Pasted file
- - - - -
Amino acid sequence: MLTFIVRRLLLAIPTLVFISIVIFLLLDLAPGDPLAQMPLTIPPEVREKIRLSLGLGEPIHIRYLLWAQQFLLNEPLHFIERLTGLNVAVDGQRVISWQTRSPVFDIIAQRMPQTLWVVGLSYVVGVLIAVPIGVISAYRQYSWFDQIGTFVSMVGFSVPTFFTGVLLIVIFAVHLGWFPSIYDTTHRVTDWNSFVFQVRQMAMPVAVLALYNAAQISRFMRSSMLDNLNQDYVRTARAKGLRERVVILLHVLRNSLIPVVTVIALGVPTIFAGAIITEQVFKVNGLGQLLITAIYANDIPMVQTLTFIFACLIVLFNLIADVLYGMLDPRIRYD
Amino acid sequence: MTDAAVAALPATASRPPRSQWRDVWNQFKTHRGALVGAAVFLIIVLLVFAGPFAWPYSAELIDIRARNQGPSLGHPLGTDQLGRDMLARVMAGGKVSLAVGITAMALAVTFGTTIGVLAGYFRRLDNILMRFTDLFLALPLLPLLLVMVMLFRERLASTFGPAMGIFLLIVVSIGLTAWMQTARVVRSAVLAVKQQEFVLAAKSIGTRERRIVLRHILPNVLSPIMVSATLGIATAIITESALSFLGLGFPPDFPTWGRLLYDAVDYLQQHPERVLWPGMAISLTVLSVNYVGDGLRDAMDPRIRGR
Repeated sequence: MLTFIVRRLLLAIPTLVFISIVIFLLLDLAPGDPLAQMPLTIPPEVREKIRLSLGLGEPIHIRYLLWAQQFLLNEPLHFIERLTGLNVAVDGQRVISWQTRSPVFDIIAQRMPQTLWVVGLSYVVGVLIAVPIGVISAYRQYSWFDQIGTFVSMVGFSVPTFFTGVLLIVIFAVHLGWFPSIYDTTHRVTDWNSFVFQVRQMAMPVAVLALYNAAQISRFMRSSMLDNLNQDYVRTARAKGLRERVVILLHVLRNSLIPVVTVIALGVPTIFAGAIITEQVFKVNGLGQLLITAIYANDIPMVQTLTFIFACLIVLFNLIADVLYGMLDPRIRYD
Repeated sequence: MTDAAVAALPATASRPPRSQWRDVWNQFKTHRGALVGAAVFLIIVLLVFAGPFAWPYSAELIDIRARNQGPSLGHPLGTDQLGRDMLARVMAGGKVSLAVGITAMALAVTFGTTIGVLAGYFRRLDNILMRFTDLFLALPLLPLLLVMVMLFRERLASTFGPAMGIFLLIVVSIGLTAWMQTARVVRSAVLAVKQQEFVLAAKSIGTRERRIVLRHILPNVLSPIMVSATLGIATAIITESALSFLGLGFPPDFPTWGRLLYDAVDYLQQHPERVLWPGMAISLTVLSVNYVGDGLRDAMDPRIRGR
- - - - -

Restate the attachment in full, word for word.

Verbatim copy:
Amino acid sequence: MLTFIVRRLLLAIPTLVFISIVIFLLLDLAPGDPLAQMPLTIPPEVREKIRLSLGLGEPIHIRYLLWAQQFLLNEPLHFIERLTGLNVAVDGQRVISWQTRSPVFDIIAQRMPQTLWVVGLSYVVGVLIAVPIGVISAYRQYSWFDQIGTFVSMVGFSVPTFFTGVLLIVIFAVHLGWFPSIYDTTHRVTDWNSFVFQVRQMAMPVAVLALYNAAQISRFMRSSMLDNLNQDYVRTARAKGLRERVVILLHVLRNSLIPVVTVIALGVPTIFAGAIITEQVFKVNGLGQLLITAIYANDIPMVQTLTFIFACLIVLFNLIADVLYGMLDPRIRYD
Amino acid sequence: MTDAAVAALPATASRPPRSQWRDVWNQFKTHRGALVGAAVFLIIVLLVFAGPFAWPYSAELIDIRARNQGPSLGHPLGTDQLGRDMLARVMAGGKVSLAVGITAMALAVTFGTTIGVLAGYFRRLDNILMRFTDLFLALPLLPLLLVMVMLFRERLASTFGPAMGIFLLIVVSIGLTAWMQTARVVRSAVLAVKQQEFVLAAKSIGTRERRIVLRHILPNVLSPIMVSATLGIATAIITESALSFLGLGFPPDFPTWGRLLYDAVDYLQQHPERVLWPGMAISLTVLSVNYVGDGLRDAMDPRIRGR
Repeated sequence: MLTFIVRRLLLAIPTLVFISIVIFLLLDLAPGDPLAQMPLTIPPEVREKIRLSLGLGEPIHIRYLLWAQQFLLNEPLHFIERLTGLNVAVDGQRVISWQTRSPVFDIIAQRMPQTLWVVGLSYVVGVLIAVPIGVISAYRQYSWFDQIGTFVSMVGFSVPTFFTGVLLIVIFAVHLGWFPSIYDTTHRVTDWNSFVFQVRQMAMPVAVLALYNAAQISRFMRSSMLDNLNQDYVRTARAKGLRERVVILLHVLRNSLIPVVTVIALGVPTIFAGAIITEQVFKVNGLGQLLITAIYANDIPMVQTLTFIFACLIVLFNLIADVLYGMLDPRIRYD
Repeated sequence: MTDAAVAALPATASRPPRSQWRDVWNQFKTHRGALVGAAVFLIIVLLVFAGPFAWPYSAELIDIRARNQGPSLGHPLGTDQLGRDMLARVMAGGKVSLAVGITAMALAVTFGTTIGVLAGYFRRLDNILMRFTDLFLALPLLPLLLVMVMLFRERLASTFGPAMGIFLLIVVSIGLTAWMQTARVVRSAVLAVKQQEFVLAAKSIGTRERRIVLRHILPNVLSPIMVSATLGIATAIITESALSFLGLGFPPDFPTWGRLLYDAVDYLQQHPERVLWPGMAISLTVLSVNYVGDGLRDAMDPRIRGR